- CD/DVD Reviews
- Live Reviews
Roslyn Packer Theatre, Sydney
January 7, 2017
At the start of Declan Donnellan’s production of Measure for Measure, the 13-strong Russian cast appears on stage in a group. Moving together in formation around five large red containers as if making their way through the streets of Vienna, the actor playing the Duke (Alexander Arsentyev) is eventually isolated from the pack. From his awkward arm movements and hesitant body language, it’s clear that he has trouble communicating with his people and is uncomfortable wielding authority.
Anna Khalilulina as Isabella is restrained from attacking Andrei Kuzichev's Angelo. Photo by Prudence Upton
Moving swiftly into the play itself, the Duke announces his departure, appointing the strait-laced, hard-line Angelo (Andrei Kuzichev) as his deputy while he is away. Hoping that Angelo will clean up the vice and debauchery now rife in the city, the Duke disguises himself as a friar and then returns to watch what unfolds. Throughout the production, the assembled pack is ever present, observing proceedings, moving around the stage, disgorging characters for scenes and then gathering them back into the pack. It’s an effective device, which keeps the fast-paced production moving quickly, while suggesting the tension between the individual and the society they live in.
Ostensibly a comedy, Measure for Measure is a dark, morally complex work regarded as one of Shakespeare’s “problem plays” in which novice nun Isabella (Anna Khalilulina) refuses to yield her virginity to Angelo in return for the life of her brother Claudio (Kiryl Dytsevich), who has been condemned to death for getting his fiancée Juliet (Anastasia Lebedeva) pregnant. Donnellan – a British director who works regularly in Russia – created this production for his renowned company Cheek by Jowl and Moscow’s Pushkin Theatre in 2013. Many of the actors have worked with him for 17 years now, and there is a palpable sense of ensemble. After rave reviews in Moscow, the production has had acclaimed seasons in the UK, Europe and the US.
Alexander Arsentyev as the Duke. Photo by Prudence Upton
A political piece exploring power and its abuse, corruption, hypocrisy and conflicted sexuality, Donnellan has radically pared back the script so that the play runs for 110 minutes without interval. The modern-dress production is staged on a stark set designed by Nick Ormerod (Donnellan’s partner and the co-founder of Cheek by Jowl) in a cold, clinical world where political leaders in suits are flanked by armed guards. Performed in Russian, the English surtitles fly past at great speed, which takes some getting used to, but if you know the play it’s not really necessary to look up too much to be well aware of what is happening.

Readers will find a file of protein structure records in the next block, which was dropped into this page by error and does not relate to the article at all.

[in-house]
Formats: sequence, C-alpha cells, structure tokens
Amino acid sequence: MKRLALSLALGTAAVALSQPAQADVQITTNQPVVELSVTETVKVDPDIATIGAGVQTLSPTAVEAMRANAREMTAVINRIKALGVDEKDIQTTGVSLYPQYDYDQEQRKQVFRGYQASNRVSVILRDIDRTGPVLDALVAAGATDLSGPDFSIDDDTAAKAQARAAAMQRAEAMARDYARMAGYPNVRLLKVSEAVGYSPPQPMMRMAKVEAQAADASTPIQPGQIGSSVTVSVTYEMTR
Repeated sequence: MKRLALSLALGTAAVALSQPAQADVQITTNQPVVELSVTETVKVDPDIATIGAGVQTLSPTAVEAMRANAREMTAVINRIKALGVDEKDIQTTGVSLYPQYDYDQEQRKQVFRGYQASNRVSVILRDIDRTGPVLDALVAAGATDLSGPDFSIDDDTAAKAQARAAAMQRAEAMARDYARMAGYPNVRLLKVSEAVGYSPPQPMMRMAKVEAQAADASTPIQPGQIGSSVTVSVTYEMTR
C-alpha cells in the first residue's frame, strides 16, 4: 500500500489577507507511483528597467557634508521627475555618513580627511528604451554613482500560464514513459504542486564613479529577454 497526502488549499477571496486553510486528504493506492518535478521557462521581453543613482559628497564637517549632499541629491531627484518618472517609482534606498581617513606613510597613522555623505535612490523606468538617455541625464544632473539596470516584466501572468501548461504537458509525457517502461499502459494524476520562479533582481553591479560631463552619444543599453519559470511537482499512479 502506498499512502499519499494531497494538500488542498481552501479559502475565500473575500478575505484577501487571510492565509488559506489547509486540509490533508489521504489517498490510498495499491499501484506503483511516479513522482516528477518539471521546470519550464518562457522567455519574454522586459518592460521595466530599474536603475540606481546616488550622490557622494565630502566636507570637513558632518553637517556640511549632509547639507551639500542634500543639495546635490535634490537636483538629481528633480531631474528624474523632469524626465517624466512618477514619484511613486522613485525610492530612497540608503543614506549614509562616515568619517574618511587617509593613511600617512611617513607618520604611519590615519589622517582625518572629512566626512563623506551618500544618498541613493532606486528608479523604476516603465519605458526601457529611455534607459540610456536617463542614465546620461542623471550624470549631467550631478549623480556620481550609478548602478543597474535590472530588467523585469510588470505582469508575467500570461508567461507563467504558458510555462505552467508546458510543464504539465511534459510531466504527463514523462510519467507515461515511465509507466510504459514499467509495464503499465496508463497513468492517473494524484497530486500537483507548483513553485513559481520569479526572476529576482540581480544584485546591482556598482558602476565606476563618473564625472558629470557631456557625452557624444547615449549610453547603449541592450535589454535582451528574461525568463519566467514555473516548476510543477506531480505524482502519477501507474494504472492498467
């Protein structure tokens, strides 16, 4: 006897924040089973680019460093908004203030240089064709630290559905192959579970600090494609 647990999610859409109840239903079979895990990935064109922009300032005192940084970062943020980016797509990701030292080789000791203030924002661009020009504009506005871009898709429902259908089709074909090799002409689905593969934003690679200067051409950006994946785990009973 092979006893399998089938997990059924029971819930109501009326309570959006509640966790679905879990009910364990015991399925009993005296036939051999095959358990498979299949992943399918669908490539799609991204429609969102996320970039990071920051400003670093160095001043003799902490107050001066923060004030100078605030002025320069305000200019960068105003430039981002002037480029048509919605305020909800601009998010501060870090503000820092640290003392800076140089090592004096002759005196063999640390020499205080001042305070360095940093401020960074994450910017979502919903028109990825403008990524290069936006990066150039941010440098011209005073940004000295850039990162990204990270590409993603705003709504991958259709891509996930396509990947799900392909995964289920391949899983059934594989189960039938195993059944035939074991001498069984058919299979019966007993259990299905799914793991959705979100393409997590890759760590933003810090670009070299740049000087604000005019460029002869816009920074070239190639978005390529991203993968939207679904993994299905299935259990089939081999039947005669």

Looking like a slightly nerdy bureaucrat, with an uncanny resemblance to Vladimir Putin at times, Kuzichev’s Angelo is coldly sure of himself from the start. Gripped by a sudden, overwhelming attraction to Isabella, he is like a ravening wolf, running his hands up her legs while shushing her as one would a child, then greedily sniffing the chair on which she has been sitting after she has gone: shockingly powerful images.
As Isabella, Khalilulina is no pious, shrinking violet but a strong, impassioned woman, fierce in her beliefs, who – in another shocking image – finds herself sexually threatened by her brother in his desperation for her to save him. In the problematic ending, when the Duke announces that he wants to marry Isabella himself – which prompted some laughter on opening night – Shakespeare leaves things ambiguous, giving Isabella nothing to say. Often it is played as if she happily acquiesces. Here, Khalilulina makes it clear that the idea is as appealing to her as succumbing to Angelo. There are strong performances from all the cast, with Alexander Feklistov, a wonderfully comical, sleazy Lucio, who may lie through his teeth but also speaks many a true word.
Kiryl Dytsevich as Claudio and Anna Khalilulina as Isabella. Photo by Prudence Upton
The Duke, meanwhile, may have discovered a bit more about his people but has plenty more to learn. Towards the end of the play, a red carpet is rolled out to welcome him back and, in an echo of the choreography at the opening, Donnellan shows that the Duke may be better at manipulating the crowd but still doesn’t really know how to relate to the people.
Donnellan’s production offers no false hope as the Duke ties things up at the play’s resolution – though it is not as chilling an ending as in some darker takes on the play. It ends with the three couples dancing a waltz – Claudio and Juliet (with their baby), Angelo with Mariana (Elmira Mirel as the woman Angelo wronged who the Duke orders him to marry), and the Duke and Isabella. As the jaunty music fills the theatre, and the couples whirl, it feels like a very ironic happy ending for all but the genuinely in-love Claudio and Juliet.
The great virtue of the production is the clarity of the story-telling, which leaves you impressed rather than shattered.
Measure for Measure plays at the Roslyn Packer Theatre until January 11